This photo of our comfrey clump was taken a couple of days ago.
Comfrey is one of the easiest herbs to grow and is also one of the most helpful herbs in the garden. If you have a chance, particularly if someone offers you a comfrey root cutting, take it and grow your own clump. You won’t have to buy fertiliser again.
Comfrey sends down a tap root and that mines the soil for minerals and makes them available in the leaves. Using those leaves in a fertiliser will give you minerals such as Vitamins A, B1, B2, B3, B5, B6, B9, B12, C and E, as well as boron, calcium, chromium, cobalt, copper, iodine, iron, magnesium, manganese, nitrogen, phosphorous, potassium, selenium, sodium and zinc. And comfrey nutrients are immediately available to your plants, unlike pellets and granules, blood and bone etc which have to break down for a a couple of weeks before they become available to the plants.
But that’s not the only reason to grow comfrey. I use it here to mulch tomatoes and potatoes when I plant them. I scrunch up the leaves to begin the breakdown of the leaves and over the following week, when I water the plants, the comfrey mulch will start fertilising your plants as well as add organic matter to the soil. Comfrey is an excellent source of nitrogen, potash, phosphorus (NPK) and calcium so if you’re growing green leaves such as lettuces, silverbeet or cabbages, comfrey will help you grow magnificent vegetables. Are you growing flowering fruits and vegetables? Then comfrey is your go-to fertilising liquid – tomatoes, potatoes, egg plant, any of the melons, stone fruit, citrus trees, passionfruit, beans, peas, chillies, capsicum/peppers, herbs and a whole lot more.
Someone might tell you that comfrey spreads and you have to be careful, but that’s not quite right. It doesn’t spread out like bamboo does but if you plant comfrey in a hole, it will slowly increase the clump but it will take many years before it outgrows it’s spot. Comfrey likes water but we’ve been in drought here for the past ten years and our comfrey is still growing strongly. Make sure the space you choose is where you want it to grow for a long time because if you try to dig it out later, leaving only the slightest piece of root behind will make it grow again. The best spot is either at the edge of your garden or near the compost heap because it won’t get in the way of your regular plantings and if you have an excess of comfrey leaves, you can throw them onto the compost heap and they will accelerate decomposition and add nutrients to the heap.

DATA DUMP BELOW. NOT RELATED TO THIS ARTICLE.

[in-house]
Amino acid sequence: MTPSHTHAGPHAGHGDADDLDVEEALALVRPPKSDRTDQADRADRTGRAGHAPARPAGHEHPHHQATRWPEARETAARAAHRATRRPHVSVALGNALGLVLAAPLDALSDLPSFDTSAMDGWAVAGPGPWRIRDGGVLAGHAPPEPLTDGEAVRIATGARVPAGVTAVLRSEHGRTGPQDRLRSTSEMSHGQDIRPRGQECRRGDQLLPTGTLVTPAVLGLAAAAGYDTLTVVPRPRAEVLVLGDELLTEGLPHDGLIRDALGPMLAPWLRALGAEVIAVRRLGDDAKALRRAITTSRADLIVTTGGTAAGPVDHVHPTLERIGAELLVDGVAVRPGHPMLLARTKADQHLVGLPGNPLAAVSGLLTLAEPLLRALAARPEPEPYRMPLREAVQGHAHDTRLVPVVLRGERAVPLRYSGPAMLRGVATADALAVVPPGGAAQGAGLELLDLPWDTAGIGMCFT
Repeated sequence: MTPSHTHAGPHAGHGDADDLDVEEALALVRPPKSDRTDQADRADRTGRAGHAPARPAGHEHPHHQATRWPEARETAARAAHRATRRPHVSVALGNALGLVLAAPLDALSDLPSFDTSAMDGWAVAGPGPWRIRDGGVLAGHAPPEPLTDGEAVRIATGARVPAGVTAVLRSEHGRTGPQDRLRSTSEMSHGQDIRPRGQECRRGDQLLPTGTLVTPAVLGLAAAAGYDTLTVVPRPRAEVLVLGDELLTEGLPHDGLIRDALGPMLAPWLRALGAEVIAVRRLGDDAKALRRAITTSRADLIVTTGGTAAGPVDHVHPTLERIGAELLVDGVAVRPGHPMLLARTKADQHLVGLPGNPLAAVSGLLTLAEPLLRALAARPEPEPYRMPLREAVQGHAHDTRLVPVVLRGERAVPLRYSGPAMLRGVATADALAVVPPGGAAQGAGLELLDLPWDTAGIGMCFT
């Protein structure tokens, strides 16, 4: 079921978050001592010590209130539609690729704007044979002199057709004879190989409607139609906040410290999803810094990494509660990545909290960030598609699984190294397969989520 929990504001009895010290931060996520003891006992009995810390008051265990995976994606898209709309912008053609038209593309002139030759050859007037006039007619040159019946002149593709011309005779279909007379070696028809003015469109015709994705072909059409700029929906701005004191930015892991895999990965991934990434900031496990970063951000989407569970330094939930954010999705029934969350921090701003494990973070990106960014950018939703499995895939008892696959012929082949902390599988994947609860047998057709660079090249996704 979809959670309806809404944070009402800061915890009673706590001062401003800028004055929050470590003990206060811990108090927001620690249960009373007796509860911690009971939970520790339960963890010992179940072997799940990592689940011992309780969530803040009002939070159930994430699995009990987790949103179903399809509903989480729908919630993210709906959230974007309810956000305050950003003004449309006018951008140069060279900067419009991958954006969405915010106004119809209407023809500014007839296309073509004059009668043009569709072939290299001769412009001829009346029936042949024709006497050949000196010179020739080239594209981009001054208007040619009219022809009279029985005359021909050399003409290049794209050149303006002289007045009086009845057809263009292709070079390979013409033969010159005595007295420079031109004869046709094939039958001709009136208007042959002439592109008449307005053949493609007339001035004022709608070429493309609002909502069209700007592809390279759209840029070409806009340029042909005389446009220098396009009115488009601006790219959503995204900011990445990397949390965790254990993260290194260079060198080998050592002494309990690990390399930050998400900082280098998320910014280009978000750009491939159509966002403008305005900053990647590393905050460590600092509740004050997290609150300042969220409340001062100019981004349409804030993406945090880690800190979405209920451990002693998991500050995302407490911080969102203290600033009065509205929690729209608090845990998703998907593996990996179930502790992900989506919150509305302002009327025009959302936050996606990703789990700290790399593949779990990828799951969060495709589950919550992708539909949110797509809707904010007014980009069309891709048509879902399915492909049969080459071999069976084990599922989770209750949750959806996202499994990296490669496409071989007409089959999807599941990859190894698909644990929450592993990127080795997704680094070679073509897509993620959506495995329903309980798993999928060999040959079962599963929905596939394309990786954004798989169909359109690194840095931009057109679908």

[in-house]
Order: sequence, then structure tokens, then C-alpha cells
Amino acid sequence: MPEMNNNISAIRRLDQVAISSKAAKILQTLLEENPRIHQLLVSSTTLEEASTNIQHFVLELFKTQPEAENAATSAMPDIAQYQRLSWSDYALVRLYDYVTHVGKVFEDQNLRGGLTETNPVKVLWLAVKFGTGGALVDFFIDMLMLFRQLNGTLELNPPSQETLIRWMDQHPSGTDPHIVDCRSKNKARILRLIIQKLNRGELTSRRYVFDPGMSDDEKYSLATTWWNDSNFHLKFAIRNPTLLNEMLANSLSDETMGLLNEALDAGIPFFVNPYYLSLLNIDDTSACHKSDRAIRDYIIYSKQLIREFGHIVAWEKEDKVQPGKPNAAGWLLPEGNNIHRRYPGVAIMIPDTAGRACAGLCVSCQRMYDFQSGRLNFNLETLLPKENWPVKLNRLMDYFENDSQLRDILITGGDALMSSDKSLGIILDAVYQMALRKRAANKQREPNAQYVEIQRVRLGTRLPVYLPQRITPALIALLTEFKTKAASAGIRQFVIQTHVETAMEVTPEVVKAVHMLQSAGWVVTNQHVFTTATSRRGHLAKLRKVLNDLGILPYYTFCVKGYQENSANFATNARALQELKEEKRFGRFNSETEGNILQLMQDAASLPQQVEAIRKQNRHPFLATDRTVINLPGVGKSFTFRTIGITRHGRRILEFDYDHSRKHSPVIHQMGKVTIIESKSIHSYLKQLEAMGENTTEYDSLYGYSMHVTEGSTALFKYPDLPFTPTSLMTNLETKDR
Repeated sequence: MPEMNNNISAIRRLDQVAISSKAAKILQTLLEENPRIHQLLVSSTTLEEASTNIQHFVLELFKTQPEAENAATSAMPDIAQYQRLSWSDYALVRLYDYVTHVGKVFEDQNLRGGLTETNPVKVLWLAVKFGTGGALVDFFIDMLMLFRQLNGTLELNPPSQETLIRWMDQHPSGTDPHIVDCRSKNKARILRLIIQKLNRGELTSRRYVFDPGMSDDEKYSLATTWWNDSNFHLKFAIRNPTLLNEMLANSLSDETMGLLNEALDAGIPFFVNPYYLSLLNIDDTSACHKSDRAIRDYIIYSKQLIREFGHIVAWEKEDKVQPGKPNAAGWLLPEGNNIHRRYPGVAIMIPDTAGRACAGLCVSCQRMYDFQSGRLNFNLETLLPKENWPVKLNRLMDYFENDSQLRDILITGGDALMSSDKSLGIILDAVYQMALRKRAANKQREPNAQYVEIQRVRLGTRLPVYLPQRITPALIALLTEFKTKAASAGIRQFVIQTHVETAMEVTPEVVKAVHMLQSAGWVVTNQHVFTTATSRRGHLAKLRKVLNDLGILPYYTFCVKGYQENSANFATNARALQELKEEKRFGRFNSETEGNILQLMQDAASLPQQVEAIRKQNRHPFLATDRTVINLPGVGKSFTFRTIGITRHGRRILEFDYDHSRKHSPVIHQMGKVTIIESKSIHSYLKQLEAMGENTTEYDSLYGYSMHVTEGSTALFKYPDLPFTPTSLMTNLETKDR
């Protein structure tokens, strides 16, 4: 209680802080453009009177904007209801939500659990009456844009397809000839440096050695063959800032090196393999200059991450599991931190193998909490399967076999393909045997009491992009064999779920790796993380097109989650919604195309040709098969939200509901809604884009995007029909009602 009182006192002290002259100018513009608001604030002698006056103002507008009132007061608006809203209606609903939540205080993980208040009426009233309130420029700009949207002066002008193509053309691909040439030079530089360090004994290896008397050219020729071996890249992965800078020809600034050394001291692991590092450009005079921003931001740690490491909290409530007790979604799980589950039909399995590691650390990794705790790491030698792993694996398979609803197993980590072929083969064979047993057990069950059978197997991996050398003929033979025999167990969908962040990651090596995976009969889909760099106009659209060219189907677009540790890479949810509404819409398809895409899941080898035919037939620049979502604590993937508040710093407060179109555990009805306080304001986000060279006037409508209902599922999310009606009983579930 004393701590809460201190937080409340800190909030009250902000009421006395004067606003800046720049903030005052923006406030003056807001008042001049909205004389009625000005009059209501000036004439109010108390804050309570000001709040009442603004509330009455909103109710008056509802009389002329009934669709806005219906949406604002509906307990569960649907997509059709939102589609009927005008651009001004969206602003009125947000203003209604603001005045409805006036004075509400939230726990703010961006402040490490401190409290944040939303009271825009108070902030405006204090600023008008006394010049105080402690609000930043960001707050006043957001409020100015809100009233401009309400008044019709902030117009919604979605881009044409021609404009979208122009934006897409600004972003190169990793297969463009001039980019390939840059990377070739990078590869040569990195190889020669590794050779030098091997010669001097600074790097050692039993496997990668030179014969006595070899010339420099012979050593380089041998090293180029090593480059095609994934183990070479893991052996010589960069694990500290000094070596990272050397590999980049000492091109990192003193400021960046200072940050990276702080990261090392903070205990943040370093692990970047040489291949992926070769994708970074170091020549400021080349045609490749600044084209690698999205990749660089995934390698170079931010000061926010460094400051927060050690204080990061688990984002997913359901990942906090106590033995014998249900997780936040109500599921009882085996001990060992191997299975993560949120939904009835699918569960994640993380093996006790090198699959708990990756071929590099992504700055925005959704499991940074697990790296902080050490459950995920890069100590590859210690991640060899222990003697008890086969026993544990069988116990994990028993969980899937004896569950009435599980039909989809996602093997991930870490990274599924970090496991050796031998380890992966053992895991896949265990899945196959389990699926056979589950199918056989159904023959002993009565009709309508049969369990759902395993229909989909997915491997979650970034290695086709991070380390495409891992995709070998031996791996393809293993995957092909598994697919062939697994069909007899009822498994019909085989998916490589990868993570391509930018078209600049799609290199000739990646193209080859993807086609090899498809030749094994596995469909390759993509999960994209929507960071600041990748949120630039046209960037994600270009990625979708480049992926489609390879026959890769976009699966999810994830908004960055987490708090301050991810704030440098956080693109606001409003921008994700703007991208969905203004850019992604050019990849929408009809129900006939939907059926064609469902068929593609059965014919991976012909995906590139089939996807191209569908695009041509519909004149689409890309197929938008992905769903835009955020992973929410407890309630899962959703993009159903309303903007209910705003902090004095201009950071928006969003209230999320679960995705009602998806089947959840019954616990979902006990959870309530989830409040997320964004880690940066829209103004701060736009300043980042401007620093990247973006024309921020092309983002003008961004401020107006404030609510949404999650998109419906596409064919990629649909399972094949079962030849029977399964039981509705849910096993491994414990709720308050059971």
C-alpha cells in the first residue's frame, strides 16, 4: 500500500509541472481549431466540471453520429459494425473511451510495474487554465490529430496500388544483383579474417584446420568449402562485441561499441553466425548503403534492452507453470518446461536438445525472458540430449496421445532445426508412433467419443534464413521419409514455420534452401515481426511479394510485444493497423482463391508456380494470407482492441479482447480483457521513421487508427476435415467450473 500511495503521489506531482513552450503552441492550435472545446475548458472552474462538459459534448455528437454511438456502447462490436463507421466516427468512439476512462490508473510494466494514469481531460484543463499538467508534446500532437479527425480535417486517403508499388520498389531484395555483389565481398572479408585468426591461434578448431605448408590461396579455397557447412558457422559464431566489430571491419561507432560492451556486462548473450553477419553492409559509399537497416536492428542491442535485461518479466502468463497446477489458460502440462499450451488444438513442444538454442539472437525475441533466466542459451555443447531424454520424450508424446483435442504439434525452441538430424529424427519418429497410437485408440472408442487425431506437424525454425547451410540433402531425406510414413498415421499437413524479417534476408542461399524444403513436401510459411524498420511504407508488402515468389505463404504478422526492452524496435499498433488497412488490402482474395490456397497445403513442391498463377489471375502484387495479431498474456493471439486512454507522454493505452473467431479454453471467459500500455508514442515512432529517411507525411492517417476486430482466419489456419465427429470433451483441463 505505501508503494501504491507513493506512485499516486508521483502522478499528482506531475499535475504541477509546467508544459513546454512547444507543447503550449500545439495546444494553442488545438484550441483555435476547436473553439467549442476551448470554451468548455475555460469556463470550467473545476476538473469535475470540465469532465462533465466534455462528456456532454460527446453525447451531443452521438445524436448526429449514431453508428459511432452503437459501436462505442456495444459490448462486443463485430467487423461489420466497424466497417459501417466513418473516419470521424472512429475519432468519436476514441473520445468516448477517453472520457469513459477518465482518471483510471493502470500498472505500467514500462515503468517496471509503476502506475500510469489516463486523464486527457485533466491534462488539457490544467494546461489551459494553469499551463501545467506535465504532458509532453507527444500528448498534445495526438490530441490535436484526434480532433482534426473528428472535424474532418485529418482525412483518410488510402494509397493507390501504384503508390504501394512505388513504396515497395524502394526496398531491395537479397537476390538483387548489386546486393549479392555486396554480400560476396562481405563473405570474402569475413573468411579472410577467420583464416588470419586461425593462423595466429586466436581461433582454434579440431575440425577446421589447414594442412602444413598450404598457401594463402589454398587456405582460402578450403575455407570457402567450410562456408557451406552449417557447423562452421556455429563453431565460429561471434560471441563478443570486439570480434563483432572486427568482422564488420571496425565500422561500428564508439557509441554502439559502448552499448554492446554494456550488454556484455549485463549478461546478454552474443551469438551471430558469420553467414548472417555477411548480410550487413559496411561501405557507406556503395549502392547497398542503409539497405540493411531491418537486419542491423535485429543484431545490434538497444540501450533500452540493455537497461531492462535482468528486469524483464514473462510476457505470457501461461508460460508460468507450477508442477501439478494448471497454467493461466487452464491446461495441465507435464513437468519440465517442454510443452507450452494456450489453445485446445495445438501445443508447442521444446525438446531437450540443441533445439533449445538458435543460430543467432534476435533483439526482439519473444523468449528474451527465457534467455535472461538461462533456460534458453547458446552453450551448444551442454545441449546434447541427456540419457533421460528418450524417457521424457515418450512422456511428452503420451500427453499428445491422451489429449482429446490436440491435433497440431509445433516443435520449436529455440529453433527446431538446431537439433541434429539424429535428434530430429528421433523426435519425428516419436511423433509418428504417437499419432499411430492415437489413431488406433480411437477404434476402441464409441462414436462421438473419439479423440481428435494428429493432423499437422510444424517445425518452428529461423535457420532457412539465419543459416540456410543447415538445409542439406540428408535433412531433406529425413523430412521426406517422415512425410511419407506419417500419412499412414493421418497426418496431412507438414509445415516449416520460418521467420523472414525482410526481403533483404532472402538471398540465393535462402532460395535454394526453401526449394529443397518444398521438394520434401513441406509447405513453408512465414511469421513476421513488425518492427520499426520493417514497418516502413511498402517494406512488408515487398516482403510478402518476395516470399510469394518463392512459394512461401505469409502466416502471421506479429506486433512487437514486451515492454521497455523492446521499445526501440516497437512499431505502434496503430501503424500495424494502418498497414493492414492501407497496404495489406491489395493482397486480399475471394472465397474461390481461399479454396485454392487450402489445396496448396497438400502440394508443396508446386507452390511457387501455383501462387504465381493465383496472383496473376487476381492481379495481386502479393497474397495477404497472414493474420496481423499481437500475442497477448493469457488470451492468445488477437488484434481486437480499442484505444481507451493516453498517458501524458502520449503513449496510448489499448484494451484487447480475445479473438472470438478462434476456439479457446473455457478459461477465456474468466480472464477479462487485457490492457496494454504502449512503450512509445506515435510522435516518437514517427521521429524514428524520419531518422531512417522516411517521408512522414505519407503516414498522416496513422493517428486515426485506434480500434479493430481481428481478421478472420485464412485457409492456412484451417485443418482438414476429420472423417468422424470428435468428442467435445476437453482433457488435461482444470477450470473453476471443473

HOW TO MAKE COMFREY LIQUID FEED
- Cut the leaves from the comfrey plant and put them into a bucket that has a lid. Half fill the bucket with leaves and put a brick on top of them to stop them floating. Fill the bucket with water and put the lid on.
- It will smell … a lot.
- Stir it every couple of days and in two or three weeks you’ll have a dark brown liquid that is an excellent feed for your plants.
- When the comfrey fertiliser is ready, strain the leaves out of the mixture and put them in the compost – it will help your compost decompose faster.
- The ratio to use is one part comfrey concentrate to 10 parts water. It will make up a liquid that looks like black tea. If you make a weaker mix you can use it more frequently.
- It’s equally effective poured over leaves and around the root ball on a weekly basis.
- If you have an excess of comfrey liquid, store it in plastic milk bottles in a dark place.
COMFREY ROOT CUTTINGS
When you want to give root cuttings to your family and friends, and I encourage you to do that – the less chemical fertilisers in the world, the better – choose a spot at the edge of the clump and with a spade, dig into the clump as far down as you can go. Hopefully, when you pull the spade back you’ll hear a “snap” and you can pull up the cutting with your spade and hand.
There are about 30 species of comfrey and they grow in zones 4 – 9. It will produce leaves all year but start to die down in winter. Depending on your climate, the leaves will die back completely and over a couple of weeks, with watering, will regrow when the weather starts to heat up. During that regrowth, it will form white, pink or mauve insignificant, bell-shaped flowers.